The best piece of advice I would give a millennial mother who is pregnant and about to give birth is, get your ego in check, fast. If you need to read a self-help book, do it, if you need to go to a seminar, do it, if you need prayer, do it. Ultimately it will take work, but if you tackle it sooner than later it will help you better manage what will come. Entering motherhood is a beautiful and sacred storm, but like every storm, it will pass, as swiftly as it came, taking with it the faces of your precious little ones, leaving the small hands, big eyes, and precious rolls in the form of memories behind. As sweet as it is to look back at, you will not be able to touch and kiss them again in the same way you so easily could when you were in the eye of that storm.
3. Your husband and babies don’t need you to cook organic food, make loads of money, or look pretty, they just need you to be kind.
“She opens her mouth with wisdom, and the teaching of kindness is on her tongue” Proverbs 31:26. As millennials, there’s a facade we feel we have to live up to be “good moms.” You know, we need to look like we have it all together. Get the beach body back in less than 6-months after birth, have the pantry and every closet perfectly organized and color coded, rave about not including any processed ingredients in the kid’s food, rid the house of detergents containing sulfates, all while having a thriving business in the background. I mean, talk about pressure! This kind of pressure can create stress, irritability, anxiety, and in many cases, unkindness. But this is not what God or anyone else expects of us. Our kindness is what a family needs more than anything. Our patience, love, self-lessness, and peace of mind are the nurturing predispositions that the Lord designed would be as water to the delicate leaves of the family vine. Do not allow our feministic influenced society make you believe that building a business is more important. This is not to say you should not strive to accomplish great things and have aspiring goals, you most definitely should, but not at the expense of exercising kindness towards your family, and especially towards yourself.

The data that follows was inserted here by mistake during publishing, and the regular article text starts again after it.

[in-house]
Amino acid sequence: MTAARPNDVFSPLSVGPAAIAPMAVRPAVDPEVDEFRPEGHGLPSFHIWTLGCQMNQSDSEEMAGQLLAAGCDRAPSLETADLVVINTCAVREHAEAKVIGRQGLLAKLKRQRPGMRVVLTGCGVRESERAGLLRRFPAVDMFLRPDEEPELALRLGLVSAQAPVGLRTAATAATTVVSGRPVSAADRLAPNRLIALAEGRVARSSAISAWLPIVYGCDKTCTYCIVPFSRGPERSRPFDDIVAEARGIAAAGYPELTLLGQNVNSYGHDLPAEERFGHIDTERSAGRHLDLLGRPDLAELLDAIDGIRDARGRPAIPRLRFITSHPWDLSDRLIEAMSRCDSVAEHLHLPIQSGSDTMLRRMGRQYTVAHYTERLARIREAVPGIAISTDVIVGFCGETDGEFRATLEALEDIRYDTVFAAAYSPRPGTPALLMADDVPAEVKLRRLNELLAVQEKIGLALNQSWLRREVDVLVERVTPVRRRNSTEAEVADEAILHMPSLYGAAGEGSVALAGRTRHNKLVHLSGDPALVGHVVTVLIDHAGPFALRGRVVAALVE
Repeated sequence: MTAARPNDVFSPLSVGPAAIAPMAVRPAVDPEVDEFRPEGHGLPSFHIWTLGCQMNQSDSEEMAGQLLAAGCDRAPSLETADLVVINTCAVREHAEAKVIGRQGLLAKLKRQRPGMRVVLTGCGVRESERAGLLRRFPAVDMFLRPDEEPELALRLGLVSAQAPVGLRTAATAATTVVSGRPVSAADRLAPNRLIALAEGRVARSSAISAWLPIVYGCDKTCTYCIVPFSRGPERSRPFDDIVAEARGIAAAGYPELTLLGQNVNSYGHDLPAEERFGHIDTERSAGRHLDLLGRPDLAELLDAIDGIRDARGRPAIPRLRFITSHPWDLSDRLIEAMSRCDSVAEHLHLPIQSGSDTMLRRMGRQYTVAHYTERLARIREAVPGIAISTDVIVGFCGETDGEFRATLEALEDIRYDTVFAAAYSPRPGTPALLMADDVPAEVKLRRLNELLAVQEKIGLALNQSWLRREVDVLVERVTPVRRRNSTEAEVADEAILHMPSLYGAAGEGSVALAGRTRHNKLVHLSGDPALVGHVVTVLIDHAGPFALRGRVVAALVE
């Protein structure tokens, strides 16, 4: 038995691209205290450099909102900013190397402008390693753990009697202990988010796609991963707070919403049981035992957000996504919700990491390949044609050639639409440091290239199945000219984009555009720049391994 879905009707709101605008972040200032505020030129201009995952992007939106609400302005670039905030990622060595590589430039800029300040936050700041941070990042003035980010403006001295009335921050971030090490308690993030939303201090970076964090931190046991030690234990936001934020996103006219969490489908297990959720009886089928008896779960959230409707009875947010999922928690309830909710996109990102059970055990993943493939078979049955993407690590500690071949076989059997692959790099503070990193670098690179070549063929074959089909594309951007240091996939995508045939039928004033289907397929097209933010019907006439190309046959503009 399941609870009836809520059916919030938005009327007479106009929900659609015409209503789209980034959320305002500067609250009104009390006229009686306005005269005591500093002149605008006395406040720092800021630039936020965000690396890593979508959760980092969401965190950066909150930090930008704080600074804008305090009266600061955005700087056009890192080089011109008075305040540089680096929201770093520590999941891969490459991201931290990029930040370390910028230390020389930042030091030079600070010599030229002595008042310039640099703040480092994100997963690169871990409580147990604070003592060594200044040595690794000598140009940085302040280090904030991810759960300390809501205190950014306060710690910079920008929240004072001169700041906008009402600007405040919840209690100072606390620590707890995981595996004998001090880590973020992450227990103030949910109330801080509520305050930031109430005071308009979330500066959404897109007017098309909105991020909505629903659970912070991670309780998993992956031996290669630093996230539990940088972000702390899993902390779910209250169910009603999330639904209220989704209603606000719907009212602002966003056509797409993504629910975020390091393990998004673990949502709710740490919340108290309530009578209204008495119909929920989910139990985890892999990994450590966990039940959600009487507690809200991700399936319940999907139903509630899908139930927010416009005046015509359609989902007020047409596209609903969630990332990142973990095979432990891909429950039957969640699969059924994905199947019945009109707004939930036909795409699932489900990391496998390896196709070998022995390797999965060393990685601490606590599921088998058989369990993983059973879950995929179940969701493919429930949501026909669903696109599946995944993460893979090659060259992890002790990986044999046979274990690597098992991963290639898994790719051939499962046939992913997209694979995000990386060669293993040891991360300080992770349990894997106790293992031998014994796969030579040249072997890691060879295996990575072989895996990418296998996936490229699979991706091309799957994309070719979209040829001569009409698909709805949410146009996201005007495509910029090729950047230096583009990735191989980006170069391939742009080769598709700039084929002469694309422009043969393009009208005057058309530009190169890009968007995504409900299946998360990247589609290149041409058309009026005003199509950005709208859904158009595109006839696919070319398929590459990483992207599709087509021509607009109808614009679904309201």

There’s a saying that goes like this “People will forget what you did, people will forget what you said, but people will never forget how you made them feel.” Your money, your looks, and your cooking is not what your children really need or will remember you for, they will remember you because your kindness made them feel truly loved, and that love would play an immeasurable roll in giving them a glimpse of the unconditional love of their Redeemer. Proverbs 31:30 “Charm is deceptive, and beauty does not last; but a woman who fears the LORD will be greatly praised.”